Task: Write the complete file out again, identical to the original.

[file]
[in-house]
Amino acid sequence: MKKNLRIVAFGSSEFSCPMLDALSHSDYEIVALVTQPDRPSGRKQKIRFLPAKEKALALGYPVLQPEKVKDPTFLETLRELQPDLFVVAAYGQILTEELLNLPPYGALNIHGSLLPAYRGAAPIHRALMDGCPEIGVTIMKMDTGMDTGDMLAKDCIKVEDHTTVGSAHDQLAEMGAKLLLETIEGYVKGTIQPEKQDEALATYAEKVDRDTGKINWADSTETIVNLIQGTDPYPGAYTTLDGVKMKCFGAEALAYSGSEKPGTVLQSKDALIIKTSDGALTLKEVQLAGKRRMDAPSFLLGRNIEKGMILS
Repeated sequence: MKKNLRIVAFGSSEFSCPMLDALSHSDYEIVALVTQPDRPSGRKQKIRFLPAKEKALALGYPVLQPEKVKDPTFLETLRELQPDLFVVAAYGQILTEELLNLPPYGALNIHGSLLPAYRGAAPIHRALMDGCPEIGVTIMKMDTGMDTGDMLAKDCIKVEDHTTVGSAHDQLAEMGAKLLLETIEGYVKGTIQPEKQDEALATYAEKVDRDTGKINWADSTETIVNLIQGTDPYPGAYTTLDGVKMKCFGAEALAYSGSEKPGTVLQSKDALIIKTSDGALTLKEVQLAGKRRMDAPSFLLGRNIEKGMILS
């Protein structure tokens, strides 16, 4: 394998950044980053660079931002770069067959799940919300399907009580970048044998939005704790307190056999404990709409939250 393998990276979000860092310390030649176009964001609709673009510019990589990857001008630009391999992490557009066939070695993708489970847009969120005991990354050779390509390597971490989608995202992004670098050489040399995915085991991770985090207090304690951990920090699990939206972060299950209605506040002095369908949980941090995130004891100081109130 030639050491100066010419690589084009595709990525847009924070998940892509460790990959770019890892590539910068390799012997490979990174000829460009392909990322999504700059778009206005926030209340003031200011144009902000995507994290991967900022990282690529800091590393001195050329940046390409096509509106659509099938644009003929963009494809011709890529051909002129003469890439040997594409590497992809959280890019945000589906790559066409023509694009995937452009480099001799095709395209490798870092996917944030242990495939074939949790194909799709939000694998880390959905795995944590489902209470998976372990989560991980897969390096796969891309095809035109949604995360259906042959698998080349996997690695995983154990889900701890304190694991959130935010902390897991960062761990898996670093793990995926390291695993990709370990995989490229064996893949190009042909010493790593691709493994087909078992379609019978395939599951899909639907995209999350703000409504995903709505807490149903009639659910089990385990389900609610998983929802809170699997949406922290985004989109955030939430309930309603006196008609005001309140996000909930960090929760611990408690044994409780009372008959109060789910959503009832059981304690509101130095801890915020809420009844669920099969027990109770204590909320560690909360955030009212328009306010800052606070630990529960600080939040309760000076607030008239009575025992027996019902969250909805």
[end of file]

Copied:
[in-house]
Amino acid sequence: MKKNLRIVAFGSSEFSCPMLDALSHSDYEIVALVTQPDRPSGRKQKIRFLPAKEKALALGYPVLQPEKVKDPTFLETLRELQPDLFVVAAYGQILTEELLNLPPYGALNIHGSLLPAYRGAAPIHRALMDGCPEIGVTIMKMDTGMDTGDMLAKDCIKVEDHTTVGSAHDQLAEMGAKLLLETIEGYVKGTIQPEKQDEALATYAEKVDRDTGKINWADSTETIVNLIQGTDPYPGAYTTLDGVKMKCFGAEALAYSGSEKPGTVLQSKDALIIKTSDGALTLKEVQLAGKRRMDAPSFLLGRNIEKGMILS
Repeated sequence: MKKNLRIVAFGSSEFSCPMLDALSHSDYEIVALVTQPDRPSGRKQKIRFLPAKEKALALGYPVLQPEKVKDPTFLETLRELQPDLFVVAAYGQILTEELLNLPPYGALNIHGSLLPAYRGAAPIHRALMDGCPEIGVTIMKMDTGMDTGDMLAKDCIKVEDHTTVGSAHDQLAEMGAKLLLETIEGYVKGTIQPEKQDEALATYAEKVDRDTGKINWADSTETIVNLIQGTDPYPGAYTTLDGVKMKCFGAEALAYSGSEKPGTVLQSKDALIIKTSDGALTLKEVQLAGKRRMDAPSFLLGRNIEKGMILS
């Protein structure tokens, strides 16, 4: 394998950044980053660079931002770069067959799940919300399907009580970048044998939005704790307190056999404990709409939250 393998990276979000860092310390030649176009964001609709673009510019990589990857001008630009391999992490557009066939070695993708489970847009969120005991990354050779390509390597971490989608995202992004670098050489040399995915085991991770985090207090304690951990920090699990939206972060299950209605506040002095369908949980941090995130004891100081109130 030639050491100066010419690589084009595709990525847009924070998940892509460790990959770019890892590539910068390799012997490979990174000829460009392909990322999504700059778009206005926030209340003031200011144009902000995507994290991967900022990282690529800091590393001195050329940046390409096509509106659509099938644009003929963009494809011709890529051909002129003469890439040997594409590497992809959280890019945000589906790559066409023509694009995937452009480099001799095709395209490798870092996917944030242990495939074939949790194909799709939000694998880390959905795995944590489902209470998976372990989560991980897969390096796969891309095809035109949604995360259906042959698998080349996997690695995983154990889900701890304190694991959130935010902390897991960062761990898996670093793990995926390291695993990709370990995989490229064996893949190009042909010493790593691709493994087909078992379609019978395939599951899909639907995209999350703000409504995903709505807490149903009639659910089990385990389900609610998983929802809170699997949406922290985004989109955030939430309930309603006196008609005001309140996000909930960090929760611990408690044994409780009372008959109060789910959503009832059981304690509101130095801890915020809420009844669920099969027990109770204590909320560690909360955030009212328009306010800052606070630990529960600080939040309760000076607030008239009575025992027996019902969250909805």